DEBUTANTE LUAU AuthorizedHelp 2018-03-03T21:31:55+00:00

Project Description

When preparing to throw a summer luau for debutantes, bright invitations with a tropical motif were a must. To establish the theme of the event, the hosts invited their belles by way of a stylish stationery suite featuring a green-and-pink color palette, which was delivered in a gift box complete with a hula girl dashboard doll. When the warm June day finally came, guests arrived at the waterfront location in tropical resort wear ready to “Party Like a Pineapple” as the invites introduced. Upon arrival, attendees were presented with floral and kukui nut leis, which were displayed on a wall showcasing a sign that read, “Take a lei and hula the night away.”

Inside a tented area, round tables were covered with vibrantly colored linens and decorated with tropical centerpieces. Arrangements showcased either gilt pineapples or golden vessels brimming with Hawaiian flowers including phalaenopsis orchids, anthuriums, and hibiscus, as well as pink peonies and roses. To continue the festive theme, chevron wooden risers were topped with towering flower arrangements resembling pineapples. Ivory upholstered furniture was smartly placed around the playful arrangements near the dance floor. Outside the tent, tiki torches lined the perimeter and additional lounge areas featuring rattan armchairs and sofas were provided for guests.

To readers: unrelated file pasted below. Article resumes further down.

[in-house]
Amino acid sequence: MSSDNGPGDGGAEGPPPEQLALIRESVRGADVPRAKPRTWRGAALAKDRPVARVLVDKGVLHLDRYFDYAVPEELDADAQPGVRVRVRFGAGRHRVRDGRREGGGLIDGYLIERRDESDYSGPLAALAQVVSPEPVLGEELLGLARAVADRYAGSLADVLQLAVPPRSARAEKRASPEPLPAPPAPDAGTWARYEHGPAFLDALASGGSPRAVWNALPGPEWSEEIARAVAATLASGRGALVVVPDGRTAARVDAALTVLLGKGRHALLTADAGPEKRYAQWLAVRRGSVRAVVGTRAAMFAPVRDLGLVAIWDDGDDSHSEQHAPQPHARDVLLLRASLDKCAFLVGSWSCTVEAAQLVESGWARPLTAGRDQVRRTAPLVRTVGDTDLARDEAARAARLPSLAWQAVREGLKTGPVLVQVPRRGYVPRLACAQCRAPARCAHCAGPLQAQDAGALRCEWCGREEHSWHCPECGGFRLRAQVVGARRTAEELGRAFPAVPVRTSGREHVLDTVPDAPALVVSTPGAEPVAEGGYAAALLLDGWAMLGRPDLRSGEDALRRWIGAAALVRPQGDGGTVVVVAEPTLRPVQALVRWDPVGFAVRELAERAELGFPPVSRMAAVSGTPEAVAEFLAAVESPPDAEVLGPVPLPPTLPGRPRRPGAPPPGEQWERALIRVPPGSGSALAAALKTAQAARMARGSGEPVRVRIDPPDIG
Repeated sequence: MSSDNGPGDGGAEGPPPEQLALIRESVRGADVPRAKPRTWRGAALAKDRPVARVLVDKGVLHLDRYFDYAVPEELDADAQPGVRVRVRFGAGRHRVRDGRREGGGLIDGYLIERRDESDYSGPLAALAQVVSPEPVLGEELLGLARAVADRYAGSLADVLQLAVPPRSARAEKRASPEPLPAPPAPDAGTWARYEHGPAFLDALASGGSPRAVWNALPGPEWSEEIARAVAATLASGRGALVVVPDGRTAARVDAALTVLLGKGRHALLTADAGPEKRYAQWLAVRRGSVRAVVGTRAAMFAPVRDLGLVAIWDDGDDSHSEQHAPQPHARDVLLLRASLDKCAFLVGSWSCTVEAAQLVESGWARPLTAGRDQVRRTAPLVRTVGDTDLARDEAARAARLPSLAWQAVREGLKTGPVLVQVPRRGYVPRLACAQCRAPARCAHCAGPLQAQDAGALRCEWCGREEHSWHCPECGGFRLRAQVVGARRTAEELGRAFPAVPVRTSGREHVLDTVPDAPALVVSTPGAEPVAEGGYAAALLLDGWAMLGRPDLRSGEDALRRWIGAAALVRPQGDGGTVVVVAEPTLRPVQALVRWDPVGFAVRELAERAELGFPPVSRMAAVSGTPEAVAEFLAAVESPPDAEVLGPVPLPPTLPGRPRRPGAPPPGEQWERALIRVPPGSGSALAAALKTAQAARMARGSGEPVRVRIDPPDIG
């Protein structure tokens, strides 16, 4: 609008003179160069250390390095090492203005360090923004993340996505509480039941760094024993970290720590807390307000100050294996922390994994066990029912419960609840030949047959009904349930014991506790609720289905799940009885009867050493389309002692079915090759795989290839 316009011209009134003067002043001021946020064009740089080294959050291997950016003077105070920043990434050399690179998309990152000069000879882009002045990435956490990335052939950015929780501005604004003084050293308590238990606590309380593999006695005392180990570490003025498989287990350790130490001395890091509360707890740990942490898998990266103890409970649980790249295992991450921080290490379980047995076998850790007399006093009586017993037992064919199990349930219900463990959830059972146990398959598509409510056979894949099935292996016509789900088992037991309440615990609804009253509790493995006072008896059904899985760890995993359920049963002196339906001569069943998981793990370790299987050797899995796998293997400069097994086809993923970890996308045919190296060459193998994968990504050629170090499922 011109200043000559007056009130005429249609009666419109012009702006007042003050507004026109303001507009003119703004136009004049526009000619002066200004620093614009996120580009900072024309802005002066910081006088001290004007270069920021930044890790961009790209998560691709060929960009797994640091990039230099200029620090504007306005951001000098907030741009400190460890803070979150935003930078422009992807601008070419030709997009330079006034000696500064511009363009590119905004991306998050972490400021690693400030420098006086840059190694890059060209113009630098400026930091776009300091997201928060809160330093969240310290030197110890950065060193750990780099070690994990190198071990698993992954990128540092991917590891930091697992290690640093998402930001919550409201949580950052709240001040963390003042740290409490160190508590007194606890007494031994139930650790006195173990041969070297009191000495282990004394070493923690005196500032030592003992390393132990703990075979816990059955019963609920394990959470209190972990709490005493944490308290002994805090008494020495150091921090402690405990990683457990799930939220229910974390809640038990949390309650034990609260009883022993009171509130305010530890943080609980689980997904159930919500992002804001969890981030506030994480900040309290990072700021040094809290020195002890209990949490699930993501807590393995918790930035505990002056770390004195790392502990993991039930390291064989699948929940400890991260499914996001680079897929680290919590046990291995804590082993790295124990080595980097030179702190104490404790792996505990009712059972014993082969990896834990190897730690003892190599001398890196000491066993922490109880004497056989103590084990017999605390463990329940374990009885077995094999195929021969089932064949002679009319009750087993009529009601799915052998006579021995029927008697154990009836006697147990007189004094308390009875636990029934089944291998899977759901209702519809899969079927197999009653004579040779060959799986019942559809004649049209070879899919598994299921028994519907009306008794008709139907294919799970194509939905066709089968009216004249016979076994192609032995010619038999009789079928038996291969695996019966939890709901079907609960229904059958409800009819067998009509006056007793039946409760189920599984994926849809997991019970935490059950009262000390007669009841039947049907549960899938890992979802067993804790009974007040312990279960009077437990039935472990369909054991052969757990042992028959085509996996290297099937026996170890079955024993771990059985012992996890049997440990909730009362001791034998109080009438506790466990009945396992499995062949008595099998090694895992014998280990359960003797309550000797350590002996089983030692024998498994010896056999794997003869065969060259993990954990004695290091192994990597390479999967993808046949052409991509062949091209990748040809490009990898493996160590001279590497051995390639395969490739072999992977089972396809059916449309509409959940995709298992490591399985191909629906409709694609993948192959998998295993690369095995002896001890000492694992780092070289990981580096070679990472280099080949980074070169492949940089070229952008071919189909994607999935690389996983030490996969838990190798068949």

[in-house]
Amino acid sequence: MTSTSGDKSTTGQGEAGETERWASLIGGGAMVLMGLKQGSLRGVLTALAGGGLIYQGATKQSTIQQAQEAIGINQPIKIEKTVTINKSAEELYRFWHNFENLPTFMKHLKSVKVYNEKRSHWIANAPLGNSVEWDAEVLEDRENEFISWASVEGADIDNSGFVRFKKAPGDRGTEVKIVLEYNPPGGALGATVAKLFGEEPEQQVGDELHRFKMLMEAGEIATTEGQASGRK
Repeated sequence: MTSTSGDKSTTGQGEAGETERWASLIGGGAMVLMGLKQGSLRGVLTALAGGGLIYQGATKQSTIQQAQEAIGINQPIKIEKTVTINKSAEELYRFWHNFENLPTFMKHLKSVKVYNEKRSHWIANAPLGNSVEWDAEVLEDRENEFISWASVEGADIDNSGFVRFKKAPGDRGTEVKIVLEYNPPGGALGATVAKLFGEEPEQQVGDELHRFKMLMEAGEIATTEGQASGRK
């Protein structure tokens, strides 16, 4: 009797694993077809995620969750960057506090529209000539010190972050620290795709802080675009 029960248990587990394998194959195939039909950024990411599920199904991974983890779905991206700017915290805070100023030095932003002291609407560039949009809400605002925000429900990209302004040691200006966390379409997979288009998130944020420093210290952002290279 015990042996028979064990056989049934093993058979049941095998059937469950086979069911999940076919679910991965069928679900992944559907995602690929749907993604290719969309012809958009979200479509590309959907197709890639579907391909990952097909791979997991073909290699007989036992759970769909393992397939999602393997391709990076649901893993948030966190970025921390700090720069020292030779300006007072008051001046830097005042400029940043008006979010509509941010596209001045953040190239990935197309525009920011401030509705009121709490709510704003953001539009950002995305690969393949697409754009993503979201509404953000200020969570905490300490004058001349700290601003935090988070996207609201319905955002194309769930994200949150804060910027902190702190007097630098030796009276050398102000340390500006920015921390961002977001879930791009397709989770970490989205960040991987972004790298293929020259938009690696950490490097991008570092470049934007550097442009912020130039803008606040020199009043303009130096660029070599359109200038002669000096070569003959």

Attendees enjoyed the signature drink of the fête – a pineapple coconut mojito – served in cups decorated with pink flamingos and colorful drink umbrellas; however, other libations were also served from a mobile bar fashioned out of a 1961 vintage camper. The Hawaiian luau feast included a whole roasted pig and plenty of entertainment by a live band, Polynesian dancers, and fire performers. After celebrating on the custom dance floor, which featured a pineapple and palm frond design, belles and their guests were treated to “cool off island style” with shaved ice, and sent off with party favors in vibrant pink and yellow bags labeled “Mahalo,” or “thank you” in Hawaiian.